Here, the standard nabla formalism from vector analysis is used and all fields are functions of space ($\mathbf{x}$) and time ($t$). In these equations, which are expressed in a so-called laboratory frame and in Lorentz–Heaviside units (no $4 \pi$ and neither $\varepsilon_0$ nor $\mu_0$), $\mathbf{B}$ and $\mathbf D$ are the magnetic and electric induction (or displacement), while $\bf H$ and $\mathbf E$ are the magnetic and electric fields; $\mathbf{J}$ is the electric-current vector and $q_f$ is the volume density of free electric charges. The scalar $c$ is none other than the velocity of light in vacuum, a universal constant related to the ratio of electrostatic and magnetostatic units. The fields $\bf M$ and $\bf P$ defined by

\begin{equation} \tag{a5} \bf P = D - E , M = B - H, \end{equation}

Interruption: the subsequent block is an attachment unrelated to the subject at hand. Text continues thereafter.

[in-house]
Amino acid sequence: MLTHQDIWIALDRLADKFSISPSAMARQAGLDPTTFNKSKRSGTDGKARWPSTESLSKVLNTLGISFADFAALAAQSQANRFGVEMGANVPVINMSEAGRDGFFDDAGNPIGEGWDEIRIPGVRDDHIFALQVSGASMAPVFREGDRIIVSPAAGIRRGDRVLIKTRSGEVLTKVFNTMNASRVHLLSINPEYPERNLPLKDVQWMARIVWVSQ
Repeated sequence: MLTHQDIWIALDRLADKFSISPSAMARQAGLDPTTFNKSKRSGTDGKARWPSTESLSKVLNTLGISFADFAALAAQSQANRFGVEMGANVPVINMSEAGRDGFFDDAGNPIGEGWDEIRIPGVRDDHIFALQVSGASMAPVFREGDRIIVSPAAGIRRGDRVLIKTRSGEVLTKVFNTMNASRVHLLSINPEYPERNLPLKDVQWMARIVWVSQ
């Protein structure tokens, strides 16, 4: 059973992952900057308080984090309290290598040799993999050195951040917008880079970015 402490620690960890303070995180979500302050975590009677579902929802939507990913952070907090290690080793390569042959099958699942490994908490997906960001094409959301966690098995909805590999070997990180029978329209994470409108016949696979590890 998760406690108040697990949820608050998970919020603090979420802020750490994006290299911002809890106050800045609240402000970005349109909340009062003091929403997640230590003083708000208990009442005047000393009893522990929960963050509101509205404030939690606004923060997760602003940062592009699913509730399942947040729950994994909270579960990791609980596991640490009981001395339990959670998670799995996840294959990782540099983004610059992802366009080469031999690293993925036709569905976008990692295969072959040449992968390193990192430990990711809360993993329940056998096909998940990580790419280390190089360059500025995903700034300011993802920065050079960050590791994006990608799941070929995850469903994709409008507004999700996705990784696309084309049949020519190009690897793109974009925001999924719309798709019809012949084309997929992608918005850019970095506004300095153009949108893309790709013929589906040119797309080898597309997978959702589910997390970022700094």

are called electric and magnetic polarizations; the latter is simply called magnetization. Vacuum is defined by $\mathbf{P} = \mathbf{M} = \mathbf{J} = 0$ and $q_{ f } = 0$. These quantities can be given microscopic definitions in terms of elementary point charges (in the so-called electron theory of Lorentz). At the macroscopic level, $\mathbf D$ (or $\bf P$), $\bf H$ (or $\bf M$) and $\mathbf{J}$ are given constitutive equations in terms of $\mathbf E$, $\mathbf{B}$ and $\mathbf E$, respectively. They may also depend on other thermodynamical variables of state, such as temperature and strains (cf. [a8]). Electromagnetic fields have both energy and momentum contents and they contribute to the balance of energy as also to the entropy growth (in the presence of thermodynamically irreversible electromagnetic effects, such as electricity conduction, electric relaxation, magnetic hysteresis, etc.). Maxwell's equations can be viewed as the result of contributions by W. Thomson (Lord Kelvin), H.L.F. Helmholtz, W.E. Weber. J. Henry, and Maxwell, but Maxwell alone is responsible for the introduction of the so-called displacement current (the term $c ^ { - 1 } \partial \mathbf{D} / \partial t$), which closed the formulation by giving it a somewhat symmetric form and allowing for the existence of dynamical solutions in terms of electromagnetic waves, experimentally observed by H.R. Hertz in the years 1886–1888. The somewhat blurred introduction of this term made Hertz say that "Maxwell's theory is none other than Maxwell's equations" . As a consequence of (a1)–(a4) one obtains the equation of conservation of electric charges